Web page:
4. A single payment of principal and interest, in which all interest and principal is paid off at the end of the term.  Most likely this type of loan could only be acquired from friends or family, not a commercial lender.

Determining an Appropriate Discount Rate

The value of a fixed income security is sensitive to the discount rate used.  The appropriate interest rate will recognize the time value of money, the risk inherent in the investment and the relative liquidity of the investment.  In order to derive an appropriate interest rate for the note, one must examine the interest rate environment at the valuation date.

The time value of money represents the return available from an investment with no risk.  U. S. Treasury debt securities are considered risk free investments as they are backed by the U.S. Government.

Corporations raise capital by issuing bonds and notes and these instruments are often evaluated by various rating agencies to provide a current opinion of the creditworthiness of a maker with respect to a specific financial obligation.  Corporate debt securities rated AAA to BBB are considered investment grade and most regulated institutions are allowed to invest in these instruments.  Obligations rated below BBB are considered to have significant speculative characteristics.

Financial institutions lend money to individuals through secured and unsecured loans.  Mortgages and home equity loans are the most common types of secured loans offered.  These loans are secured by the underlying property making them less risky to the institution than an unsecured loan.  While financial institutions often make short-term business loans at or near the prime rate, short-term unsecured personal loans are generally considered riskier and carry higher rates.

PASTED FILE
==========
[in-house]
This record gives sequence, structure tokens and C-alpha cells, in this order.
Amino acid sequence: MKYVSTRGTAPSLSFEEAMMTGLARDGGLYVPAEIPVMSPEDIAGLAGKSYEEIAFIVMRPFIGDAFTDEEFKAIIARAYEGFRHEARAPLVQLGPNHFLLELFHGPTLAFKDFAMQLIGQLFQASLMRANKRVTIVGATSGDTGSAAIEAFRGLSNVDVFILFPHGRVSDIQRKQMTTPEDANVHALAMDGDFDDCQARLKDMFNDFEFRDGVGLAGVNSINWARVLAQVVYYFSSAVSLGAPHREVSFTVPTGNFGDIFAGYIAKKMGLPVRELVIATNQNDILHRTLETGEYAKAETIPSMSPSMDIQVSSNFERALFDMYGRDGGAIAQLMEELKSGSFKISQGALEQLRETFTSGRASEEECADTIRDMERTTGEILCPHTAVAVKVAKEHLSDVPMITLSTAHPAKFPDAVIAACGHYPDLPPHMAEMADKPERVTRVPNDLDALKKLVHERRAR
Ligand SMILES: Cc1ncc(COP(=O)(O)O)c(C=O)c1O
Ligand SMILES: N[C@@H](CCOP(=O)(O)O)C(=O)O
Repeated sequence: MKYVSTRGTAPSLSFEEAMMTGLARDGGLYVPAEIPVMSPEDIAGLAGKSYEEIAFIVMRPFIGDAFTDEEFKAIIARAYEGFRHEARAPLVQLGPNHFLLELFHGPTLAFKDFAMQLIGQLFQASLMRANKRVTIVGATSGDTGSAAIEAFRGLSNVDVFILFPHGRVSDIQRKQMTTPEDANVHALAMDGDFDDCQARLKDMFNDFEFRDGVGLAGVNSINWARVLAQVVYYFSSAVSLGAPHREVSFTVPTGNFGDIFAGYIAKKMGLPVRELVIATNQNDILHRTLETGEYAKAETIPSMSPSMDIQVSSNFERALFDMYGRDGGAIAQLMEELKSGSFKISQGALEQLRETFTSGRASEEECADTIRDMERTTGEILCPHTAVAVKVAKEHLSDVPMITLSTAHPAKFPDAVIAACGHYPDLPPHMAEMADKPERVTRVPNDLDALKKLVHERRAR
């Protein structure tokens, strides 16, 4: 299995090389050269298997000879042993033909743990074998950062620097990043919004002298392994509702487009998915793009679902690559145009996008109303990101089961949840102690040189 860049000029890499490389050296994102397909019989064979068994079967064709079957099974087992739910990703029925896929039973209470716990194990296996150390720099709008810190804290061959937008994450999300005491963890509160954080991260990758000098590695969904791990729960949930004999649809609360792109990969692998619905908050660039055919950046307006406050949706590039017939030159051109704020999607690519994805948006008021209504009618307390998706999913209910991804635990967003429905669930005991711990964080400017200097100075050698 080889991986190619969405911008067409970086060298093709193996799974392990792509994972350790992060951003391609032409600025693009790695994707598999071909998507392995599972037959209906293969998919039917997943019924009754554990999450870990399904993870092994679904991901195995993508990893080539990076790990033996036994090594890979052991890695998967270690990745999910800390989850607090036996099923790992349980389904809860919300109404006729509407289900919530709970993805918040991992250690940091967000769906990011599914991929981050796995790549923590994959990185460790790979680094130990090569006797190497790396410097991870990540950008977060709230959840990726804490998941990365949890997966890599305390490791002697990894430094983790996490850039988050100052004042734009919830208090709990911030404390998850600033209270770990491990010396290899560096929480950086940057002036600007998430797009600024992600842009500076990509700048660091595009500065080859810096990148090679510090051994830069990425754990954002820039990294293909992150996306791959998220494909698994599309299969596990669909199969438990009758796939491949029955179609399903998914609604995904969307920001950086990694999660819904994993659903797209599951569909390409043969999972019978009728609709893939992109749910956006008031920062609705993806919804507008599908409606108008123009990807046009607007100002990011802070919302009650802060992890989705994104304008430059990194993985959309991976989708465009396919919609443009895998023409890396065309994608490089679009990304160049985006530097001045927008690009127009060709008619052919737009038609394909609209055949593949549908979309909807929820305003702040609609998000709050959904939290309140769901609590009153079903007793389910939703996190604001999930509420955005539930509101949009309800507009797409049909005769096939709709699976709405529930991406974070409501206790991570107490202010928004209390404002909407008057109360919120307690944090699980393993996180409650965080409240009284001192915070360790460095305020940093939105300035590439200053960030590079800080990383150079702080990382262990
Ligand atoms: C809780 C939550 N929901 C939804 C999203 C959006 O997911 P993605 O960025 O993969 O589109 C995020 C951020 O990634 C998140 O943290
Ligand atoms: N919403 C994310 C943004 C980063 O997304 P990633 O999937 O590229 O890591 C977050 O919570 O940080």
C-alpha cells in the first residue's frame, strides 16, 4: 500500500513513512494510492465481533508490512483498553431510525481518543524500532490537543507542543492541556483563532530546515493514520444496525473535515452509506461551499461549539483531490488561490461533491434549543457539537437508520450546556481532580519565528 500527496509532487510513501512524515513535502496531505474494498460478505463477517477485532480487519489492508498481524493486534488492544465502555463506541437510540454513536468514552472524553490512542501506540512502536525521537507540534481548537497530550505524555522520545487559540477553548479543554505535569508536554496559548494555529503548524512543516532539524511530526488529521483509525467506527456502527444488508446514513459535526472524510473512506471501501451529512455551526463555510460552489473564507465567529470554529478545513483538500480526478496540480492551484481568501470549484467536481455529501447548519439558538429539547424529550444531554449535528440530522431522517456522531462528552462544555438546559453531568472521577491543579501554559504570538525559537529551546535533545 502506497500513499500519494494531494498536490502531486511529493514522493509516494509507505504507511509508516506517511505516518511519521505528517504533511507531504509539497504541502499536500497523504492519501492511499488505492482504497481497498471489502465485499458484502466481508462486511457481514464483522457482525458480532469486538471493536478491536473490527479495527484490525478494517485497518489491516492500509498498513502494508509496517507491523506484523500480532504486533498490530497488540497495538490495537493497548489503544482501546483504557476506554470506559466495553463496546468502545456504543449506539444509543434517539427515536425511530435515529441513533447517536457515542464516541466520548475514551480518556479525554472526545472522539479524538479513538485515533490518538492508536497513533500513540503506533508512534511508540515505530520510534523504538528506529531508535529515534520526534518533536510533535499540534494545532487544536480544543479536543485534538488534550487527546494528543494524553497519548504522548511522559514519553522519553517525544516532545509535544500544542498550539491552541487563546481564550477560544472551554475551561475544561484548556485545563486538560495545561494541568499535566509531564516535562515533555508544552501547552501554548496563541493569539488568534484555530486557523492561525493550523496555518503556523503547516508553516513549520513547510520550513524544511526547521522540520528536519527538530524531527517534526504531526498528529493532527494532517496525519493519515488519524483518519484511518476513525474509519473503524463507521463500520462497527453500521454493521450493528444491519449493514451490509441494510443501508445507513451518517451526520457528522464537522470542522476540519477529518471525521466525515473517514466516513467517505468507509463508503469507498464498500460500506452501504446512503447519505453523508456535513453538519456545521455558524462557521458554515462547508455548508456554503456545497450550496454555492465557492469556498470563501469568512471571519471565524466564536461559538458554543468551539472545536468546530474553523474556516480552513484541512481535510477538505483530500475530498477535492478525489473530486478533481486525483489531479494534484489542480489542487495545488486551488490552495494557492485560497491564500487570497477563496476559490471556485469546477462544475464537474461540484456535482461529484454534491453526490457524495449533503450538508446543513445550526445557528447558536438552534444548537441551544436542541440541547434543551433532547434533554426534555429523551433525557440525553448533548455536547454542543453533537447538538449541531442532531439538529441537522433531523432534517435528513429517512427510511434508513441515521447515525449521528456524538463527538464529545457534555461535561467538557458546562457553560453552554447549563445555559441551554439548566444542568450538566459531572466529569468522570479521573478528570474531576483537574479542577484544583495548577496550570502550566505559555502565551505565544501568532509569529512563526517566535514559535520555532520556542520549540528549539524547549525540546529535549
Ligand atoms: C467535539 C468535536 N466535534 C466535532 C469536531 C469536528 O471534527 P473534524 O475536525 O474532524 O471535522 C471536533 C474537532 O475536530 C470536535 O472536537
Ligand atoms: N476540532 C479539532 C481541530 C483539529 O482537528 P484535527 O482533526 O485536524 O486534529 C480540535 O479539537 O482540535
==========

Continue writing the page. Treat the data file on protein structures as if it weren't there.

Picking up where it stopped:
Depending upon the terms of the promissory note and the strength of the borrower, a base discount rate is chosen based on the interest rate environment at the valuation date.  To this base rate various premiums would be added to capture risks not pertaining to the instruments used to derive the base rate.  Several characteristics of a particular promissory that might give rise to a premium to the base rate include:

  1. Premium for lack of protection and/or collateral might be appropriate for debt issued with no collateral backing the instrument and/or no recourse other than a court proceeding in the event of default.
  2. Premium for lack of underlying financial information about the borrower may be a source of significant uncertainty regarding the ability to collect on the note.
  3. Premium for note structure may be warranted for long term notes with no paydown of principal scheduled as the borrower’s circumstances could change unfavorably over time.
  4. Private placement premium is warranted as a differential between privately placed debt and similar SEC registered debt.  Academic researchers have provided empirical evidence regarding the potential magnitude of this premium.

Once the appropriate discount rate is determined, it is used to calculate the present value of the promised cash flows over the life of the note, which is the fair market value of the note.  This article has outlined a few of the important considerations in determining the fair market value of promissory notes.

At Mercer Capital, we have extensive experience valuing promissory notes.  Please give one of our professionals a call to discuss valuation issues in confidence.

Reprinted from Mercer Capital’s Value Matters (TM) 2009-08, published August, 2009.